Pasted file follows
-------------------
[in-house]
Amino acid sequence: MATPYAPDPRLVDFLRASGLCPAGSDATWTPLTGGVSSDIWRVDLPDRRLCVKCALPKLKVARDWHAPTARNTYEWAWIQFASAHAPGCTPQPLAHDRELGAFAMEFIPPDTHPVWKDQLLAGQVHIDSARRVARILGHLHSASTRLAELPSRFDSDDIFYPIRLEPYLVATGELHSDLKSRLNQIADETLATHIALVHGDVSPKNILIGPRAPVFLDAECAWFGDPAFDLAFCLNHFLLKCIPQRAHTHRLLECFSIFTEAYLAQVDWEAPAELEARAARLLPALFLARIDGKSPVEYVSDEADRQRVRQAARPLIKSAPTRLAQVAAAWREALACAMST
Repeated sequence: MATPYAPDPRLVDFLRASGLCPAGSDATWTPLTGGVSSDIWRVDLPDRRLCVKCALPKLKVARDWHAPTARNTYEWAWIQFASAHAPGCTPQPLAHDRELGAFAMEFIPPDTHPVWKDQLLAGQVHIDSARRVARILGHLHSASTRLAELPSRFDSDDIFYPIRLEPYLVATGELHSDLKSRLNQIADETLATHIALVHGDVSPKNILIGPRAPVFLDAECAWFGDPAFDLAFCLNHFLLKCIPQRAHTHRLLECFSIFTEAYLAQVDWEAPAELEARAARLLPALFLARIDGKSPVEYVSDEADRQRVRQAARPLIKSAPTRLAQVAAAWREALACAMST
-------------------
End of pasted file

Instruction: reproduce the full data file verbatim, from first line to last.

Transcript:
[in-house]
Amino acid sequence: MATPYAPDPRLVDFLRASGLCPAGSDATWTPLTGGVSSDIWRVDLPDRRLCVKCALPKLKVARDWHAPTARNTYEWAWIQFASAHAPGCTPQPLAHDRELGAFAMEFIPPDTHPVWKDQLLAGQVHIDSARRVARILGHLHSASTRLAELPSRFDSDDIFYPIRLEPYLVATGELHSDLKSRLNQIADETLATHIALVHGDVSPKNILIGPRAPVFLDAECAWFGDPAFDLAFCLNHFLLKCIPQRAHTHRLLECFSIFTEAYLAQVDWEAPAELEARAARLLPALFLARIDGKSPVEYVSDEADRQRVRQAARPLIKSAPTRLAQVAAAWREALACAMST
Repeated sequence: MATPYAPDPRLVDFLRASGLCPAGSDATWTPLTGGVSSDIWRVDLPDRRLCVKCALPKLKVARDWHAPTARNTYEWAWIQFASAHAPGCTPQPLAHDRELGAFAMEFIPPDTHPVWKDQLLAGQVHIDSARRVARILGHLHSASTRLAELPSRFDSDDIFYPIRLEPYLVATGELHSDLKSRLNQIADETLATHIALVHGDVSPKNILIGPRAPVFLDAECAWFGDPAFDLAFCLNHFLLKCIPQRAHTHRLLECFSIFTEAYLAQVDWEAPAELEARAARLLPALFLARIDGKSPVEYVSDEADRQRVRQAARPLIKSAPTRLAQVAAAWREALACAMST